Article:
Don't Bid for Top Placement
When bidding on keywords in AdWords, Overture, or similar search advertising campaigns, it may seem like you should bid for the top position. There are several problems with this approach:
- Top ads receive more unqualified clicks.
- Top bids are often inflated.
- You may overbid relative to profit potential.
The biggest problem with the top spot is that there are many, many users who click on ads without reading them, and they are most likely to do so for the top ads. They may see words in the ad that picque their interest, or they may just click on the top results assuming that they're a good starting point. Regardless of the reason some users behave this way, they are unqualified leads that cost you money.
For virtually every competitive keyword, there are companies and individuals that have to be number one at virtually any cost. Several such bidders can drive up top bids well beyond the breakeven point as each tries to outbid the other. In some cases, the bids of the top two or three Overture positions are several times higher than bids for positions immediately below them.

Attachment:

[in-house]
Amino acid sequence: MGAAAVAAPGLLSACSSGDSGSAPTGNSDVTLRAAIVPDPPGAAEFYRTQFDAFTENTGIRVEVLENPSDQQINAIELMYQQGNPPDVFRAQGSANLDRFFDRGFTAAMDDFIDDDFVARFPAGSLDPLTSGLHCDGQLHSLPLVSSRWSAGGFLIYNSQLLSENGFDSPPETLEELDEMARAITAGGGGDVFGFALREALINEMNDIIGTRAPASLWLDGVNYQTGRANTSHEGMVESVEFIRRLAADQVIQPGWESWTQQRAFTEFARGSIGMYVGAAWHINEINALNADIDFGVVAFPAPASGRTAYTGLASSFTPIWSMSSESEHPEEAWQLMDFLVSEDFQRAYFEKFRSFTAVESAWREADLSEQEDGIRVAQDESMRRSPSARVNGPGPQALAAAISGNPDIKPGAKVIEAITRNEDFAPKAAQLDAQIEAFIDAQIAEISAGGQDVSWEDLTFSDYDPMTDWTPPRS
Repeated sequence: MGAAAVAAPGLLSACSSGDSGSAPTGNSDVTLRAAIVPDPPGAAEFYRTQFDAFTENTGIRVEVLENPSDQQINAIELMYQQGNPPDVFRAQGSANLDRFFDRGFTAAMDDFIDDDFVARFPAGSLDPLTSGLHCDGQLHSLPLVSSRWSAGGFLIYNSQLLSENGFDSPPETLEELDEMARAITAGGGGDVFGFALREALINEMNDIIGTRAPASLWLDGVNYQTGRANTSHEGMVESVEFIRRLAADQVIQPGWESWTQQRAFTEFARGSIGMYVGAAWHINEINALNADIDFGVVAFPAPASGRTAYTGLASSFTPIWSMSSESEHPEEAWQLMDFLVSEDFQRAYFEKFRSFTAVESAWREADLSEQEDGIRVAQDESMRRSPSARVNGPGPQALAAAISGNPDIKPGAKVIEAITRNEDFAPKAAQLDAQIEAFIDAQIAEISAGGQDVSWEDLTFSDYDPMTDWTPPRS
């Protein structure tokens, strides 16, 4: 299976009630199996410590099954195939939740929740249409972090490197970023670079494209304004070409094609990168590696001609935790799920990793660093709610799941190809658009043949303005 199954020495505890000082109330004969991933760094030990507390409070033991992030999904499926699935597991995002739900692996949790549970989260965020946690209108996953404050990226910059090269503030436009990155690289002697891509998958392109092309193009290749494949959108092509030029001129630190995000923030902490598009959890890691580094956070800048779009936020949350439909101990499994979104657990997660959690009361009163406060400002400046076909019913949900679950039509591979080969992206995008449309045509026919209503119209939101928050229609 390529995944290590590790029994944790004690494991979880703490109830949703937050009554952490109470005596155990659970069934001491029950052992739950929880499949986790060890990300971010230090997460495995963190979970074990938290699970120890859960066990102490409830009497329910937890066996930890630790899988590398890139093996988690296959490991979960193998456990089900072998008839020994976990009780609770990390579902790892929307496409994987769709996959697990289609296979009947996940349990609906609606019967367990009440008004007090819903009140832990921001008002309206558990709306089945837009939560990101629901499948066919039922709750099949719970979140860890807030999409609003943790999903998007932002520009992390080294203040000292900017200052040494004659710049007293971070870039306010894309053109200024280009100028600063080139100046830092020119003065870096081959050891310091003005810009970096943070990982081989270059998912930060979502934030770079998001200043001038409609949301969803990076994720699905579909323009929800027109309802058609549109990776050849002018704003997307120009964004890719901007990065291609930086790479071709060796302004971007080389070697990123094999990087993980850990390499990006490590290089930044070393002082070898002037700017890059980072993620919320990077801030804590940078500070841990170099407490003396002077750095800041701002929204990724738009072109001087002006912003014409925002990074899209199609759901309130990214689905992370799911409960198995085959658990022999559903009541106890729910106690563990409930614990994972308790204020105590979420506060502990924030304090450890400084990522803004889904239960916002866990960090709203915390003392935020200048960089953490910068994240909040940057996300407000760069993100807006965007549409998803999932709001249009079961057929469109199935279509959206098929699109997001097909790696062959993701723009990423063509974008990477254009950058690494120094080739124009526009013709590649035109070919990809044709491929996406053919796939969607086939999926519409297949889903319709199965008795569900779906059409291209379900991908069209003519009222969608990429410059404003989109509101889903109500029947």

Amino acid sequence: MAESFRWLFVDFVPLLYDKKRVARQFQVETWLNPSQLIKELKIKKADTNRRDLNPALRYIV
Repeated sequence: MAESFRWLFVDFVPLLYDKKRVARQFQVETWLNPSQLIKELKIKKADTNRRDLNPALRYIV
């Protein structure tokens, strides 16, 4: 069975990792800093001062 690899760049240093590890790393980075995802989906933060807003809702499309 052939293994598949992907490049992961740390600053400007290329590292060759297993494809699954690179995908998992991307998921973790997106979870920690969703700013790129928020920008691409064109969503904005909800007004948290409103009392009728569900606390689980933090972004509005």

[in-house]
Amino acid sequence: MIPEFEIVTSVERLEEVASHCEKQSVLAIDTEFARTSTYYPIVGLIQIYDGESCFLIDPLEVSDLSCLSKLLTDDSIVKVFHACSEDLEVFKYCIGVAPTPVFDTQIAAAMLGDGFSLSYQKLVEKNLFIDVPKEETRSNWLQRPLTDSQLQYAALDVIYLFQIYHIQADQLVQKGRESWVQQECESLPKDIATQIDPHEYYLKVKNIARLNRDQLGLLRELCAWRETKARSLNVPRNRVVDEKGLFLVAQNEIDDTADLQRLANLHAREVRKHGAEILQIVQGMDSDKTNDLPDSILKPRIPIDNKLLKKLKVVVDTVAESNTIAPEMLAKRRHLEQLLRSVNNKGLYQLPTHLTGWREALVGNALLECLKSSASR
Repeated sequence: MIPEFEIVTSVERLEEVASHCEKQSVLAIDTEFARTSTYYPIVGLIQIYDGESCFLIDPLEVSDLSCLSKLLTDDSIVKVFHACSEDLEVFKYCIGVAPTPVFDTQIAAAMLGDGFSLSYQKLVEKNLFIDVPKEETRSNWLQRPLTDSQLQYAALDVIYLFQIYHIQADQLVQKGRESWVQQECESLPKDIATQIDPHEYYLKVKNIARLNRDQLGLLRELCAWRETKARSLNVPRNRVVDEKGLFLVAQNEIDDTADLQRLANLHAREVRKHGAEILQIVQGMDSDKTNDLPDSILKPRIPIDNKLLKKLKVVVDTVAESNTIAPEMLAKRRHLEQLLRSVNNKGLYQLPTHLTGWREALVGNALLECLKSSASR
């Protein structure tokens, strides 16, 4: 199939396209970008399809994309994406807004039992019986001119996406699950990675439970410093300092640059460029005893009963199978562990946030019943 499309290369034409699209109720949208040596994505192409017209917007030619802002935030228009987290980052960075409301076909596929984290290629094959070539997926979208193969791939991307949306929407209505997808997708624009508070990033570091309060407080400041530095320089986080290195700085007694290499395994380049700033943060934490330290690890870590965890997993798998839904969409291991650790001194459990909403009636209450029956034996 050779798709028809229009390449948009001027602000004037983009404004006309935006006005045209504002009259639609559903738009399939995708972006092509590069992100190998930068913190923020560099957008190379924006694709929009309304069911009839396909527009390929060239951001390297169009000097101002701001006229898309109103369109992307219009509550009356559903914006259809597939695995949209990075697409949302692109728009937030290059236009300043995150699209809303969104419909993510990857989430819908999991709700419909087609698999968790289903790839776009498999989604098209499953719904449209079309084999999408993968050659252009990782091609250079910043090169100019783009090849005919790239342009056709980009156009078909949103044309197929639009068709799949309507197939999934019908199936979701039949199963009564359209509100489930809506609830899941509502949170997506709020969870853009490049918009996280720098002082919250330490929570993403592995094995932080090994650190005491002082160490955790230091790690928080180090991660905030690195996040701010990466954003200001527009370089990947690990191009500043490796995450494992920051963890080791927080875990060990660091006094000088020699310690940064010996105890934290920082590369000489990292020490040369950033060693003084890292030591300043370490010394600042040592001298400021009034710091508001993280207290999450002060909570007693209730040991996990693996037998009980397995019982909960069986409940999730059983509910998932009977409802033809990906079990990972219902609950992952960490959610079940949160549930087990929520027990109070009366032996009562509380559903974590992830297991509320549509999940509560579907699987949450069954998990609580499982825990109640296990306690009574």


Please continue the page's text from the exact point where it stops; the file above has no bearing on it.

Bid inflation is more common on Overture than on AdWords because the latter doesn't rely solely upon bids to determine ranking, and they don't show competitive bids. Overture will show you keyword bids, and it's not hard to find examples of bid inflation.
Overbidding Relative to Profit
The real issue isn't whether or not there are spurious clicks or overly zealous competitors, it's Return On Ad Spending (ROAS). If your bids are too high, your click costs could overwhelm your profit margin on the resulting sales.
Aim to Be #3
For the above-cited reasons, the first position can cost more than it's worth. However, your ads shouldn't be so far down the list that people never click on them, and they should be high enough that they are carried on search partner sites (if you have this enabled). The second and third positions are good targets because you avoid much the unqualified clicking and battling for the top spot while maintaining reasonable visiblity.